Smartphones are as Capable as Wearables to Monitor Our Health

A new study reveals that wearables tend to show more accurate data than our phones

Are smartwatch the best devices for those who want to have an exact knowledge of their physical condition? The instinctive response to this question would lead us to say yes, however, a recent study conducted by the University of Pennsylvania has shown that this is not true in most cases. In fact, the data show that the results it gives us a wearable generally do not tend to be better than we can also get our smartphone.

“In this study we want to try one of the challenges of using wearables devices: must be accurate. After all, if a device is to be effective and potentially monitorizándonos our behavior-changing, individuals must be able to believe in these data.” After this introduction, the study results have revealed that many fitness apps for smartphones can offer exactly the same data as wearable.

To conduct the experiment, the researchers recruited 14 participants and used 6 different wearables: a pedometer Digi-Walker SW-200, the Fitbit Zip, the Fitbit Flex, the UP24 Jawbone and Nike Fuelband. On the other hand, each participant also had an iPhone 5s in your pocket with the following applications: Fitbit, Withings Health Mate and ProteGeo Oy’s Moves. Also he used a Samsung Galaxy S4 to test both platforms.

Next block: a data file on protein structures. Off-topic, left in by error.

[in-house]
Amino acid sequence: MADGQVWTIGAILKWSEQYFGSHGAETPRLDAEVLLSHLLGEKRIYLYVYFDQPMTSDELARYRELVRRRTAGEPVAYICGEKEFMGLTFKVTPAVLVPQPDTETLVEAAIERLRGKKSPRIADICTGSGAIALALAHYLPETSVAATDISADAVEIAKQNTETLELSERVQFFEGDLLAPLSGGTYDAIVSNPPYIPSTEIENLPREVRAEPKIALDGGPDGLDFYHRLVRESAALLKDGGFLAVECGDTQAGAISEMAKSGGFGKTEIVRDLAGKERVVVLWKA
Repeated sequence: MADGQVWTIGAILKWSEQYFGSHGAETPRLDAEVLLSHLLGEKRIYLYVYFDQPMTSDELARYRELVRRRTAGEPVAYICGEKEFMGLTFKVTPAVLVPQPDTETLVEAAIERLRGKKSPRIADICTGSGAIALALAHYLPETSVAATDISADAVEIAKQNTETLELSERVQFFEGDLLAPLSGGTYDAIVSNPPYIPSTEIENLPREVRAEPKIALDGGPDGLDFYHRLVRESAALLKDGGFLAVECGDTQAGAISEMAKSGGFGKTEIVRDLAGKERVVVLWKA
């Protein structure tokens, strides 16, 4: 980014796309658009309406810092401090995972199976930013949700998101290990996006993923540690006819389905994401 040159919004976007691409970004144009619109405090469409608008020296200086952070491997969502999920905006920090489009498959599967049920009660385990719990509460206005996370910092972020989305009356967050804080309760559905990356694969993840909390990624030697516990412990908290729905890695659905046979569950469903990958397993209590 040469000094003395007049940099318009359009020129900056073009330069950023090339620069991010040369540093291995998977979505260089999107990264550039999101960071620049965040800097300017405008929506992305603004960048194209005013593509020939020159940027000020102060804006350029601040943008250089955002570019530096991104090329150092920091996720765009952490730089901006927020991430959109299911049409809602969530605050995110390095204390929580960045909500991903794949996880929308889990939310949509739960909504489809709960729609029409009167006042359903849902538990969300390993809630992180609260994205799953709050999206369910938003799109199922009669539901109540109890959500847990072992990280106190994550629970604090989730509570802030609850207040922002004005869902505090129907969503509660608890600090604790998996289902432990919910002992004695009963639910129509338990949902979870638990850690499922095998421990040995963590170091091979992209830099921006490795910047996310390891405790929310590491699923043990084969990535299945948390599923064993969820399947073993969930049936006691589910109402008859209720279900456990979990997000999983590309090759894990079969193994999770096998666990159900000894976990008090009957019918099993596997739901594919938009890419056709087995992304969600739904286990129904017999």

Each participant walked at an average speed of 3 mph and performed steps 500-1500. The data obtained by smartphone apps were approximately 6% difference compared to the total steps taken, while wearables had a range that varied from 1.5% to 22.7% the vaguer.

Some wearables devices more inaccurate data submitted applications for smartphone

Of course, in this study only they have taken into account those physical activities that can be quantified from both a smartphone and from a wearable. However,aspects that need constant contact with the human body such as heart rate, body temperature, blood glucose, among others, are what really justifies the purchase of one of these devices.

Apple already offers the possibility that our iPhone can quantify the number of steps we take a day, the number of stairs climbed and other data from our daily activity thanks to the co-processor M7 and M8. It remains to be seen what direction wearables advance in the field of health in the future, although surely bet for those most relevant biological data.